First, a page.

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    Re: sextant for use on land
    From: Jean-Philippe Planas
    Date: 2006 Sep 10, 03:15 -0500
    I strongly suggest that you use the correct four splines Bristol wrench to be able to apply the correct torque amout without damageing the screw head as it seems to be sealed at the time. .
    At the origin pure Xylene was used as the bubble fluid. I guess it was chosen because of its physical caracteristics at high and low temperature.
    As you don't intend to take shoots from an airplane astrodome flying at 30000ft at a temperature of -55°Celcius but want to use it in your backyard, ordinary xylene should suite. I used ordinary xylene and it works fine. Some authors and manuals say that you can use alcohol in instead of xylene.
    The proper way to fill the bubble cell is to add small quantities of xylene until the desired size bubble is obtained. If too much fluid is injected, the syringe is to be be emptied, the assembly turned with the inlet to the bottom, and the chamber partially emptied by forcing air with the syringe. Then repeat the procedure for filling.
    The bubble is formed by filling the chamber with fluid and NOT by WITHDRAWING fluid or by injecting air into tha chamber. So says the manual.

    "James R. Van Zandt" <jrvz@comcast.net> wrote:

    Geoffrey Kolbe wrote:
    > The bubble is repairable. You will need to obtain a small bottle of
    > pure xylene and a (preferably glass) syringe with which to insert the
    > xylene into the bubble chamber. You will also need to fashion a
    > screw driver to undo the small "Bristol" screw on the chamber. A
    > small Phillips screw driver is the usual starting point for this
    > exercise. There is a steel ball under the Bristol screw, so when you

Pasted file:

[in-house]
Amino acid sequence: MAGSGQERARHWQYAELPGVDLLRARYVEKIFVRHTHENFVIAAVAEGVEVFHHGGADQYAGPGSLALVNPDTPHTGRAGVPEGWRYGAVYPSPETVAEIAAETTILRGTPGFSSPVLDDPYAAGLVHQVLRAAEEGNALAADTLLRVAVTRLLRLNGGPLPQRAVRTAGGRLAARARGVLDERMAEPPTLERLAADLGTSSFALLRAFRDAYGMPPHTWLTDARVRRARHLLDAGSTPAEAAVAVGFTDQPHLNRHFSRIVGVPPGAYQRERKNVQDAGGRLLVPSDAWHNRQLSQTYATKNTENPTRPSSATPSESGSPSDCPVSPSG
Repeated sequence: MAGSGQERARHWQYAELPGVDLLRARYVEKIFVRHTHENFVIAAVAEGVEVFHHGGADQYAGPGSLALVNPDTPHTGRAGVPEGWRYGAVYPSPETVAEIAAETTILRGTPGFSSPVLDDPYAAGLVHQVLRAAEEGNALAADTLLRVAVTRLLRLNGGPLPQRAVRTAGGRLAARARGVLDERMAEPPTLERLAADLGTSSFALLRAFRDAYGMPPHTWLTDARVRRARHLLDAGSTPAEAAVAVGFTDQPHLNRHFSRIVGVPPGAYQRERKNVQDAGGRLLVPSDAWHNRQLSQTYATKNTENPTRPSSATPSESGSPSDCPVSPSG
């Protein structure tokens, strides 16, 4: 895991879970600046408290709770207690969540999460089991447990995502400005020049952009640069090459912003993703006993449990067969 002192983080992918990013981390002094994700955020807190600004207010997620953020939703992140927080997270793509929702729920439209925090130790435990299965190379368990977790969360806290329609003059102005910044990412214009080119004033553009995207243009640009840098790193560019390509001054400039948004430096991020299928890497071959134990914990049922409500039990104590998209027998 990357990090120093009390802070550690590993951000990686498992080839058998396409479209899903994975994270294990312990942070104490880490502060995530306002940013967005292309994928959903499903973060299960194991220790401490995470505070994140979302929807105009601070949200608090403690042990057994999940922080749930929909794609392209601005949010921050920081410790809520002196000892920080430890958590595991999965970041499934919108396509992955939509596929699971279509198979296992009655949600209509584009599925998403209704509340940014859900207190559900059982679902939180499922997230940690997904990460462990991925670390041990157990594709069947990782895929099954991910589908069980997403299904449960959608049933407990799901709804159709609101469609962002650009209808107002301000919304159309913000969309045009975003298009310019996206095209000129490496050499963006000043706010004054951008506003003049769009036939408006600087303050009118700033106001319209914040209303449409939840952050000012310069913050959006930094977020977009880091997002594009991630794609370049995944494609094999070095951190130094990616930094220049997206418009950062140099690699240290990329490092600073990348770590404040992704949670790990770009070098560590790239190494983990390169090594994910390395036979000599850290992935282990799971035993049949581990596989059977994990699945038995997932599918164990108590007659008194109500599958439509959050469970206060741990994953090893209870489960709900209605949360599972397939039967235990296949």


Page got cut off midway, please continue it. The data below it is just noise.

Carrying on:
> get the screw out, don't loose that ball! A bubble exactly 5mm in
    > diameter in the bubble chamber is equivalent to one degree diameter
    > in the optical system. This is twice the diameter of the sun, so is
    > good for that, and is good for star sights as well.

    Thanks! My set screw had some sort of clear coating (lacquer?) which
    came off with lacquer thinner. That let me see clearly enough to
    identify it as a .069 inch Bristol screw with four splines. A 1.8 mm
    standard screwdriver actually fits pretty well, but didn't break it
    loose with the amount of torque I wanted to apply. Presumably there
    is lacquer on the threads. So I'll look for the right wrench - I
    haven't found a local source for that yet.

    I have also determined that I can buy xylene at Home Depot - but only
    in a one gallon can. Since I only need about a tablespoon, I will
    look a bit further - maybe at a hobby shop.

    BTW I assume they picked xylene for the low melting point and low
    viscosity (both lower than water, according to
    http://www.engineersedge.com/fluid_flow/fluid_data.htm). However I
    see from the Wikipedia article that xylene has three isomers, and that
    one of them melts at 13 C. I suppose Link was careful about which
    isomer they used. I doubt that Home Depot cares, but maybe there's
    something on the label.

    I'm also wondering if rubbing alcohol wouldn't be about as good for my
    purposes :-)

    I do have a syringe, but it's plastic. I'll just have to hope it
    doesn't dissolve in xylene. Thinking ahead, it seems easiest to me to
    fill the chamber completely, then inject an air bubble of the right
    size, drop in the steel ball, insert the set screw, and finally coat
    with clear nail polish.

    - Jim Van Zandt

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